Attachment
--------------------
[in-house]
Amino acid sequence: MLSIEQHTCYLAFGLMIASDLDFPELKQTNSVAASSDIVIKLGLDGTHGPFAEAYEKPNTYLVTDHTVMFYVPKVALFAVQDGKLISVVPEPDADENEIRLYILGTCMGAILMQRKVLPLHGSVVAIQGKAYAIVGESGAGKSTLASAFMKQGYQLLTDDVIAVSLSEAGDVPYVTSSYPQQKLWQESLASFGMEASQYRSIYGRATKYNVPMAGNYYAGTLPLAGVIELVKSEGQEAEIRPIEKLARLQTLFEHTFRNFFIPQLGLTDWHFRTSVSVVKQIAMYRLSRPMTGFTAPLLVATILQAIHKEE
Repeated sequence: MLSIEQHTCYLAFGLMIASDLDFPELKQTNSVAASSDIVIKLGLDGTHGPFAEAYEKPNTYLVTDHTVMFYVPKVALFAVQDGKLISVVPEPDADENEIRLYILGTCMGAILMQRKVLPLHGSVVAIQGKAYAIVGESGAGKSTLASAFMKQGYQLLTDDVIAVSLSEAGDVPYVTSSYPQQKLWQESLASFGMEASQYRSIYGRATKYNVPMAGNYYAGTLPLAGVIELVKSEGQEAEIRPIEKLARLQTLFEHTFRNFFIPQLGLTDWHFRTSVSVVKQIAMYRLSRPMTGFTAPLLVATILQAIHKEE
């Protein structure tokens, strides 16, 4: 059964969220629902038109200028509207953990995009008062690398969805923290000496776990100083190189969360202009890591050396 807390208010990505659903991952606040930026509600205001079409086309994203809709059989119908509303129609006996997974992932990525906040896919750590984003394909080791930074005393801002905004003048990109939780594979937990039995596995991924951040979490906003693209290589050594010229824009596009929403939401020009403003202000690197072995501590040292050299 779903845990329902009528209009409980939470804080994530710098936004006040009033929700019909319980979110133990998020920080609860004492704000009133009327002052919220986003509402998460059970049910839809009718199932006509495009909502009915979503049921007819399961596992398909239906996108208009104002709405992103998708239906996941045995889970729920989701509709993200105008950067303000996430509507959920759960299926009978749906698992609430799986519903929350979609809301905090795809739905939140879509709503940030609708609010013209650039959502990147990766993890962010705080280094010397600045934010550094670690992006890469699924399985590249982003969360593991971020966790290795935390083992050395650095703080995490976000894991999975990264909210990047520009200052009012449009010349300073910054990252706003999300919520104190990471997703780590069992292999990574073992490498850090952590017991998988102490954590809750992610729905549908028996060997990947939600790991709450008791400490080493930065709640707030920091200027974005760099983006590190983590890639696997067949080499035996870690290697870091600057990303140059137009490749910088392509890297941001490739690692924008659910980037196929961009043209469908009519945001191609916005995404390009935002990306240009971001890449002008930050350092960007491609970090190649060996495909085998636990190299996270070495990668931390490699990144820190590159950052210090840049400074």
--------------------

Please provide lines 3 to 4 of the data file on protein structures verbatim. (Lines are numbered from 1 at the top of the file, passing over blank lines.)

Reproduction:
Repeated sequence: MLSIEQHTCYLAFGLMIASDLDFPELKQTNSVAASSDIVIKLGLDGTHGPFAEAYEKPNTYLVTDHTVMFYVPKVALFAVQDGKLISVVPEPDADENEIRLYILGTCMGAILMQRKVLPLHGSVVAIQGKAYAIVGESGAGKSTLASAFMKQGYQLLTDDVIAVSLSEAGDVPYVTSSYPQQKLWQESLASFGMEASQYRSIYGRATKYNVPMAGNYYAGTLPLAGVIELVKSEGQEAEIRPIEKLARLQTLFEHTFRNFFIPQLGLTDWHFRTSVSVVKQIAMYRLSRPMTGFTAPLLVATILQAIHKEE
């Protein structure tokens, strides 16, 4: 059964969220629902038109200028509207953990995009008062690398969805923290000496776990100083190189969360202009890591050396 807390208010990505659903991952606040930026509600205001079409086309994203809709059989119908509303129609006996997974992932990525906040896919750590984003394909080791930074005393801002905004003048990109939780594979937990039995596995991924951040979490906003693209290589050594010229824009596009929403939401020009403003202000690197072995501590040292050299 779903845990329902009528209009409980939470804080994530710098936004006040009033929700019909319980979110133990998020920080609860004492704000009133009327002052919220986003509402998460059970049910839809009718199932006509495009909502009915979503049921007819399961596992398909239906996108208009104002709405992103998708239906996941045995889970729920989701509709993200105008950067303000996430509507959920759960299926009978749906698992609430799986519903929350979609809301905090795809739905939140879509709503940030609708609010013209650039959502990147990766993890962010705080280094010397600045934010550094670690992006890469699924399985590249982003969360593991971020966790290795935390083992050395650095703080995490976000894991999975990264909210990047520009200052009012449009010349300073910054990252706003999300919520104190990471997703780590069992292999990574073992490498850090952590017991998988102490954590809750992610729905549908028996060997990947939600790991709450008791400490080493930065709640707030920091200027974005760099983006590190983590890639696997067949080499035996870690290697870091600057990303140059137009490749910088392509890297941001490739690692924008659910980037196929961009043209469908009519945001191609916005995404390009935002990306240009971001890449002008930050350092960007491609970090190649060996495909085998636990190299996270070495990668931390490699990144820190590159950052210090840049400074």